On Tuesday morning, around 80 theater critics sat in a boardroom in midtown Manhattan discussing some of the biggest shows of the last few seasons. School of Rock, they agreed, was “great.” Cinderella, too, was “fantastic.” One critic said Phantom was more her thing: “I really liked the details of the costumes.”
These were not critics whose names you might see on 44th Street marquees. In fact, they were all under 15 years of age, students of MS343, a public middle school on the corner of Brooke Ave and 142nd Street in the Bronx. But these kid critics had put in their time on Broadway.
Asked by Damian Bazadona, who leads the Situation Project—the non-profit arm of the Situation Interactive agency which had brought the group in for the day—how many of them had seen two Broadway shows that year, every student in the room raised his or her arms. Three? Most hands stayed up. Four? A few dropped off. When Bazadona reached eight, still two hands remained pointed in the air.
Most kids are lucky to have seen one in their lifetime.
Digital agency Situation Interactive has a number of Broadway shows on its roster (and deals frequently with Time Out). It launched the Situation Project to give kids who might not normally get the chance to see a Broadway show the opportunity to go to the theater.
The program runs in four schools in lower socio-economic neighborhoods throughout New York, and focuses on high-achievers. Students see Broadway shows, learn about the productions in the classroom, and then get involved further with Q&As with cast and crew or in specialty workshops. MS343 students were given the opportunity, for example, to photograph a performance of Finding Neverland—the resulting production stills can be found on the musical’s official website.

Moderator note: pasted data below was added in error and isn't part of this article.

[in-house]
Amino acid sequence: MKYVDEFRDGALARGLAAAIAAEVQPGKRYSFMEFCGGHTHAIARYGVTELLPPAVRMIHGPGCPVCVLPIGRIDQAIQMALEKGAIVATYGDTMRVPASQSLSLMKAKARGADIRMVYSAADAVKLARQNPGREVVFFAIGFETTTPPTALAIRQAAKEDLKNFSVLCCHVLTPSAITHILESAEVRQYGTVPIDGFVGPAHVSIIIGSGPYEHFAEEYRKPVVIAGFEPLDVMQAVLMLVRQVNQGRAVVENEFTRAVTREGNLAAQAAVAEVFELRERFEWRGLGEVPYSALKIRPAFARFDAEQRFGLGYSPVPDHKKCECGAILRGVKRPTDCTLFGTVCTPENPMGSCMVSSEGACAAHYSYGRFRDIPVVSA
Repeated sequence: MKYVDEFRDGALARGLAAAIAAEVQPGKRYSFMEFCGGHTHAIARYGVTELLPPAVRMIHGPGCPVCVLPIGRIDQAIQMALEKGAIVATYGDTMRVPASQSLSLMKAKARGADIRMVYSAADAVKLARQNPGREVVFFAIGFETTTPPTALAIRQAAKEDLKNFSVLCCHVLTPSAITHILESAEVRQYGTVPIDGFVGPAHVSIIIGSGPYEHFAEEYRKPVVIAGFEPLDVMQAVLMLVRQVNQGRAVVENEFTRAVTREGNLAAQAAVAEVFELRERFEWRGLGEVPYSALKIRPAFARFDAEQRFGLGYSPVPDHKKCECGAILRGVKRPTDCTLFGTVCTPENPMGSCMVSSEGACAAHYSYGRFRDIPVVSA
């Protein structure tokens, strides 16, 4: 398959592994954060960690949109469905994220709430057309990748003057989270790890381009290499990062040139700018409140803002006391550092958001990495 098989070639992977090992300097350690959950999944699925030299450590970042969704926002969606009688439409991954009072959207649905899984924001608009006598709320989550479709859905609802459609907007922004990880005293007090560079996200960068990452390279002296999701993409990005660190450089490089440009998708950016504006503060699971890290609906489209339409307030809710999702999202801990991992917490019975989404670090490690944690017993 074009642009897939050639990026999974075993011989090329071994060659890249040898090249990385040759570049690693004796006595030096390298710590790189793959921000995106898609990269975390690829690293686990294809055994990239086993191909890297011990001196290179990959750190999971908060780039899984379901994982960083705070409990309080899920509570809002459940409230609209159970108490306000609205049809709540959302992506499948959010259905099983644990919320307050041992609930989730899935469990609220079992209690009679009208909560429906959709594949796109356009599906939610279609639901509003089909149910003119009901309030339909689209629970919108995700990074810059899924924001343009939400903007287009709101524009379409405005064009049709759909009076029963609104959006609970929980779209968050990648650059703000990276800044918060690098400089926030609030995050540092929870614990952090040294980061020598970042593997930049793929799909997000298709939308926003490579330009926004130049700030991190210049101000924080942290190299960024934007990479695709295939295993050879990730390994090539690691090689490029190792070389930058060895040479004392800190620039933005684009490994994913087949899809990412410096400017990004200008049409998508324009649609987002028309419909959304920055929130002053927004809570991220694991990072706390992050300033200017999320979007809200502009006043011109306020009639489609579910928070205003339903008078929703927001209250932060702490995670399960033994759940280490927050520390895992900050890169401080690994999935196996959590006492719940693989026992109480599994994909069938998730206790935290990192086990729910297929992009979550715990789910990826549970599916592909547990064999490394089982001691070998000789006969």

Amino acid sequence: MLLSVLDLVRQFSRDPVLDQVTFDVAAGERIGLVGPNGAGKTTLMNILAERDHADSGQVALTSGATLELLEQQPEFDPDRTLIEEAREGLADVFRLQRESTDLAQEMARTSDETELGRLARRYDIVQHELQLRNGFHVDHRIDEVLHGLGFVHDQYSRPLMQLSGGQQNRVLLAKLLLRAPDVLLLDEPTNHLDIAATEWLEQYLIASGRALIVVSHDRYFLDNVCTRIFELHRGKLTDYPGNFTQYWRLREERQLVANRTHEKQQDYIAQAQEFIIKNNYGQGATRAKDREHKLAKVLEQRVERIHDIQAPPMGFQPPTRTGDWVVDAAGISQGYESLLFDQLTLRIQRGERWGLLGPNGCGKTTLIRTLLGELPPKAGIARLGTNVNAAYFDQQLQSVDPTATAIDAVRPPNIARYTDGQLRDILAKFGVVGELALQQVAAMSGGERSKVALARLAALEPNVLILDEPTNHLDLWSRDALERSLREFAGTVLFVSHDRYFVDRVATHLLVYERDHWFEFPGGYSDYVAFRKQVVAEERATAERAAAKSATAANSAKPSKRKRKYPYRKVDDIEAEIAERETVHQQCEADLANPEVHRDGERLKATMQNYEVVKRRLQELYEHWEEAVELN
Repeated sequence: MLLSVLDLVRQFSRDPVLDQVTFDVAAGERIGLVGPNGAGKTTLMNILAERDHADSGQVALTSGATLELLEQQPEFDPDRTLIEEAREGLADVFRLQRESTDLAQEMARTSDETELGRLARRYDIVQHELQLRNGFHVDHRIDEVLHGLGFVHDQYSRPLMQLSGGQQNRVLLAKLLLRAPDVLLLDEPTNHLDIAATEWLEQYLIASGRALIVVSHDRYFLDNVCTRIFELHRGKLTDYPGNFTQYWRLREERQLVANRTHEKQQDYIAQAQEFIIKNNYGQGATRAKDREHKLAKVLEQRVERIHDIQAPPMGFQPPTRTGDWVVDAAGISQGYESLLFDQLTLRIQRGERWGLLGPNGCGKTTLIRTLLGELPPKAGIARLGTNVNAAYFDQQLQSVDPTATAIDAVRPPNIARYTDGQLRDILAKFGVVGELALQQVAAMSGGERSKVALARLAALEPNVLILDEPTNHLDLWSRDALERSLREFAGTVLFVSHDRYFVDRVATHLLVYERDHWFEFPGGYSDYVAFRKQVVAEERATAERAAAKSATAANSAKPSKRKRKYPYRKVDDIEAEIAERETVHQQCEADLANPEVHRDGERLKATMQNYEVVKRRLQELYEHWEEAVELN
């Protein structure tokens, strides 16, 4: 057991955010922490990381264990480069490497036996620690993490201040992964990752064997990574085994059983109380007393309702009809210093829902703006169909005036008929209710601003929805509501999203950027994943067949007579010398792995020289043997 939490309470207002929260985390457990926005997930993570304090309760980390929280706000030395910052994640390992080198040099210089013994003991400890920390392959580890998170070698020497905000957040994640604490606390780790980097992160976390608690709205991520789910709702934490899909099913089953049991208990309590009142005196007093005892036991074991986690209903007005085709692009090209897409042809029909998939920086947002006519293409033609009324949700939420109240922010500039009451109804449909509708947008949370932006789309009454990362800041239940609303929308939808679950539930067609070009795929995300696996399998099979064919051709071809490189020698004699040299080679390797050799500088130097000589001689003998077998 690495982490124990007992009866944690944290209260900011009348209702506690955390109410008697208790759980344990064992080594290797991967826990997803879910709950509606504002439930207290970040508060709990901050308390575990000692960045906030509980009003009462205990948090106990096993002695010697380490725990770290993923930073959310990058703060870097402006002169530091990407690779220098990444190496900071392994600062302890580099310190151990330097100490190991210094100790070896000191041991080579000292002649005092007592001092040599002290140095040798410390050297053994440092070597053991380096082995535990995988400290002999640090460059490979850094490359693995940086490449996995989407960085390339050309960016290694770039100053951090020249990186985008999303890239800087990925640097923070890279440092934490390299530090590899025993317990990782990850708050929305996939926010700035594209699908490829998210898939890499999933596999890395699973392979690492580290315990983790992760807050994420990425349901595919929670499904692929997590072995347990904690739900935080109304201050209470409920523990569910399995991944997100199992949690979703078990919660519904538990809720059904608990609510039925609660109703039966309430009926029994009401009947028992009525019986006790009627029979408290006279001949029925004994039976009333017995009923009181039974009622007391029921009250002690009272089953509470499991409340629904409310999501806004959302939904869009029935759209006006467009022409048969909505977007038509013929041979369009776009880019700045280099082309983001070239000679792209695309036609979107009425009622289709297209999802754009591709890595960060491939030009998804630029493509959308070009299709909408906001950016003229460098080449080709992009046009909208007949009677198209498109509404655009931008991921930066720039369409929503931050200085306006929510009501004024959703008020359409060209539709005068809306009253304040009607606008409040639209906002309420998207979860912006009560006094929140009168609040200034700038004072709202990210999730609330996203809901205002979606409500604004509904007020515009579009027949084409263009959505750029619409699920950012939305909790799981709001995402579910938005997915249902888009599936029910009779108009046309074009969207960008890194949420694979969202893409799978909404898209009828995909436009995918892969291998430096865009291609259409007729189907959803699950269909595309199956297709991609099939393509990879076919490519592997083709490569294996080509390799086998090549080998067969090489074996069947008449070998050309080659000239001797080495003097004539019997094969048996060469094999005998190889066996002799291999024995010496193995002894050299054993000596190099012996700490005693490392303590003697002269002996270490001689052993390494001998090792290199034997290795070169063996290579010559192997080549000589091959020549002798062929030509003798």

On Tuesday, the school's budding critics were in the Situation Interactive offices to grill Broadway creatives on their experiences working in musicals, as well as to take part in movement and video workshops.
MS343 principal Vincent (“Vinnie”) Gassetto says the effect of the program is profound. Three or four years ago, not a single graduating student from his school applied to a performing arts high school; in the last graduating class, 20 students from a class of roughly 100 auditioned for performing arts schools.
More importantly, the students are becoming comfortable being in a theater and being part of a theater audience—an experience that, just a few years ago, was foreign. “When some of these kids first come in, they don’t even know how to use a ticket,” says Gassetto. Despite going to school just a few subway stops from Times Square, some don’t know where ‘Broadway’ is. “Now, if they don’t get their playbill, they’ll go up to an usher and ask for it.”
“At first they thought, ‘I don’t fit in here.’ Now they don’t think about it. They belong."